Accredited data recipients are providers that may receive consumer data via Australia’s Consumer Data Right, after a rigorous consent process takes place. Accredited data recipients must meet many legal requirements, including the requirement to only collect and use data they require to provide a product or service. They must also meet IT requirements.
Rigorous consent requirements apply to both the collection and use of Consumer Data Right data. They are governed by the Consumer Data Right Rules.
During the consent process, the accredited data recipient must:
- give the consumer its name and accreditation number
- let the consumer choose which types of data they want to share
- let the consumer choose how long they’d like the data to be shared for, up to the maximum of 12 months
- tell the consumer they can withdraw the consent at any time
- tell the consumer how to withdraw the consent
- give the consumer a Consumer Data Right receipt that includes the details of the consent and the name(s) of the data holder(s) which the accredited data recipient has collected data from.
Consumer Data Right policy
All accredited data recipients must have a Consumer Data Right policy that consumers can easily access.
The Consumer Data Right policy must contain specific information about the provider’s internal dispute resolution processes, including:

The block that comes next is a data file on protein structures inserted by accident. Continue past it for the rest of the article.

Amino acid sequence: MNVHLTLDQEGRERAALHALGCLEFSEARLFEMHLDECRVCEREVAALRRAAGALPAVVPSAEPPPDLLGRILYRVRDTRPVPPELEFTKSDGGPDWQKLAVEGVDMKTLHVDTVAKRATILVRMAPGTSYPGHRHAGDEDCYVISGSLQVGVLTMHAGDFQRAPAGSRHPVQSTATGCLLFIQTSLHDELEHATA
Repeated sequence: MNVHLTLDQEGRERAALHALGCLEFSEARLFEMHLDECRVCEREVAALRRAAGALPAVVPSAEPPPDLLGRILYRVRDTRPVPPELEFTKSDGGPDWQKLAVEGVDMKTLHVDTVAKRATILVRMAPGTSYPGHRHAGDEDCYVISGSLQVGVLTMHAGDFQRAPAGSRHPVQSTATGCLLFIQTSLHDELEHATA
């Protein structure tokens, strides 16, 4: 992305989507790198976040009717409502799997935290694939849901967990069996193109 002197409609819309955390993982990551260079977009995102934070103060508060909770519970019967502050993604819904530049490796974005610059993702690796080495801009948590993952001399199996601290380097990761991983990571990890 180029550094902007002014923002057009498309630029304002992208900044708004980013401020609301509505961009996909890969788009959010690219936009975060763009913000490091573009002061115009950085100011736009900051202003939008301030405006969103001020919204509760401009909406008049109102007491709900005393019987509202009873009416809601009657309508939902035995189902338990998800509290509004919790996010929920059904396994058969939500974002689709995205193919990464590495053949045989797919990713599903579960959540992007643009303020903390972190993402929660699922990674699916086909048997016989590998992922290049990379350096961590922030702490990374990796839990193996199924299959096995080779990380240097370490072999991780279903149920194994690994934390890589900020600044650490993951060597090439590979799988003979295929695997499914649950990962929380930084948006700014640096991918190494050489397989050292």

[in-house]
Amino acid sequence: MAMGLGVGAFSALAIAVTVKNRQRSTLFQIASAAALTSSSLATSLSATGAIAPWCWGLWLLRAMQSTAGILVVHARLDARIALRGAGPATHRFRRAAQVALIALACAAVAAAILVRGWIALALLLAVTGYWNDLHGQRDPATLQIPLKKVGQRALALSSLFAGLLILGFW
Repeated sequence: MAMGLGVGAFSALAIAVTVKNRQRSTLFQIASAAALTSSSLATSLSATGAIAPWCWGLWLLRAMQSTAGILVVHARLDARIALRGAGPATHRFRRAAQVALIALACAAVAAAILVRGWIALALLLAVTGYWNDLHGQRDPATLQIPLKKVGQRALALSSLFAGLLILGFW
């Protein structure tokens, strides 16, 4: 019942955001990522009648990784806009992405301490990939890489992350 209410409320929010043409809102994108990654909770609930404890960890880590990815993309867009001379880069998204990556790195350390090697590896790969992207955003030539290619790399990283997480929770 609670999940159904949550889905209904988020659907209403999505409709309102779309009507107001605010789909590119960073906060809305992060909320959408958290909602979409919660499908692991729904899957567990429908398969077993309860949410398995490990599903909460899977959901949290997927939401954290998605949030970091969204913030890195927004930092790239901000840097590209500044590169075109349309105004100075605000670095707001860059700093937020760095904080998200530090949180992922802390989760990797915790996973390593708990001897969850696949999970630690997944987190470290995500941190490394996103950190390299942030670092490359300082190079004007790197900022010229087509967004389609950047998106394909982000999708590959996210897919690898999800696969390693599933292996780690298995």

- where, when and how a Consumer Data Right consumer can complain
- when the consumer can expect acknowledgment of their complaint
- what information the consumer needs to provide in the complaint
- the accredited data recipient’s process for handling complaints
- how long the stages of the process take
- options for redress
- options for review, both internally (if available) and externally.
An accredited data recipient’s Consumer Data Right policy must also:
- let the consumer know the consequences of withdrawing consent
- include a list of any outsourced service providers that help the accredited data recipient to deliver the product or service (for example, a third-party provider that helps the accredited data recipient to analyse Consumer Data Right data)
- include information about its de-identification and/or deletion process for redundant data.
For more information, see the Consumer Data Right Rules.
Records and reporting
All accredited data recipients must maintain records of Consumer Data Right data. The records must include:
- consents to collect and use Consumer Data Right data provided by Consumer Data Right consumers
- withdrawals of consents by consumers
- notifications of withdrawals of authorisations received from data holders
- Consumer Data Right complaint data
- what data has been collected
- whether a consumer has chosen to have their data deleted
- how the accredited data recipient has used the data
- the process used to ask consumers for their consent
- how the data was identified, how any de-identified data was used and who it was disclosed to
- required information security records
- the accredited data recipient’s terms and conditions